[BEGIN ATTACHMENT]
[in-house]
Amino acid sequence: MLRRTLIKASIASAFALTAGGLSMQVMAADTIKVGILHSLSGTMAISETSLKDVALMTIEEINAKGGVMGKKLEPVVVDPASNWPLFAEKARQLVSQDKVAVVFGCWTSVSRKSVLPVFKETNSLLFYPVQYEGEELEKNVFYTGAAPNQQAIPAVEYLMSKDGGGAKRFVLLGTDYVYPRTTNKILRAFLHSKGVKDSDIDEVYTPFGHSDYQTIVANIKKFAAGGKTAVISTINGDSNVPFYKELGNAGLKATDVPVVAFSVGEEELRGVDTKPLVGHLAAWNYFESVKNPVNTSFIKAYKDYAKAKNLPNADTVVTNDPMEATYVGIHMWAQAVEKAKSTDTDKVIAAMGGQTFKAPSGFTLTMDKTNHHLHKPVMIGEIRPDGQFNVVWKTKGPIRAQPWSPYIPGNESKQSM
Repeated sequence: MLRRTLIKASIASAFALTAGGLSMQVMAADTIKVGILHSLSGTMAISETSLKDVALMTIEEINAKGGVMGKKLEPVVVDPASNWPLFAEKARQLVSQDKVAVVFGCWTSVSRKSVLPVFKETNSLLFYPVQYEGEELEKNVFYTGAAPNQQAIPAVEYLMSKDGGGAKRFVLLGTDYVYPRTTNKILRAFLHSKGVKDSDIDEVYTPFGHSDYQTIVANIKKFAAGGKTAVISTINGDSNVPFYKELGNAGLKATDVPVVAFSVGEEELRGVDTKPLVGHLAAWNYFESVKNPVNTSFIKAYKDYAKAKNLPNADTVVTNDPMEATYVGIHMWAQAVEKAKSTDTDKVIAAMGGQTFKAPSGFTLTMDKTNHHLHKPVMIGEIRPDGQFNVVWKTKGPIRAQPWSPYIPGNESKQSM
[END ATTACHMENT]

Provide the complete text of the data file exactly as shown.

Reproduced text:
[in-house]
Amino acid sequence: MLRRTLIKASIASAFALTAGGLSMQVMAADTIKVGILHSLSGTMAISETSLKDVALMTIEEINAKGGVMGKKLEPVVVDPASNWPLFAEKARQLVSQDKVAVVFGCWTSVSRKSVLPVFKETNSLLFYPVQYEGEELEKNVFYTGAAPNQQAIPAVEYLMSKDGGGAKRFVLLGTDYVYPRTTNKILRAFLHSKGVKDSDIDEVYTPFGHSDYQTIVANIKKFAAGGKTAVISTINGDSNVPFYKELGNAGLKATDVPVVAFSVGEEELRGVDTKPLVGHLAAWNYFESVKNPVNTSFIKAYKDYAKAKNLPNADTVVTNDPMEATYVGIHMWAQAVEKAKSTDTDKVIAAMGGQTFKAPSGFTLTMDKTNHHLHKPVMIGEIRPDGQFNVVWKTKGPIRAQPWSPYIPGNESKQSM
Repeated sequence: MLRRTLIKASIASAFALTAGGLSMQVMAADTIKVGILHSLSGTMAISETSLKDVALMTIEEINAKGGVMGKKLEPVVVDPASNWPLFAEKARQLVSQDKVAVVFGCWTSVSRKSVLPVFKETNSLLFYPVQYEGEELEKNVFYTGAAPNQQAIPAVEYLMSKDGGGAKRFVLLGTDYVYPRTTNKILRAFLHSKGVKDSDIDEVYTPFGHSDYQTIVANIKKFAAGGKTAVISTINGDSNVPFYKELGNAGLKATDVPVVAFSVGEEELRGVDTKPLVGHLAAWNYFESVKNPVNTSFIKAYKDYAKAKNLPNADTVVTNDPMEATYVGIHMWAQAVEKAKSTDTDKVIAAMGGQTFKAPSGFTLTMDKTNHHLHKPVMIGEIRPDGQFNVVWKTKGPIRAQPWSPYIPGNESKQSM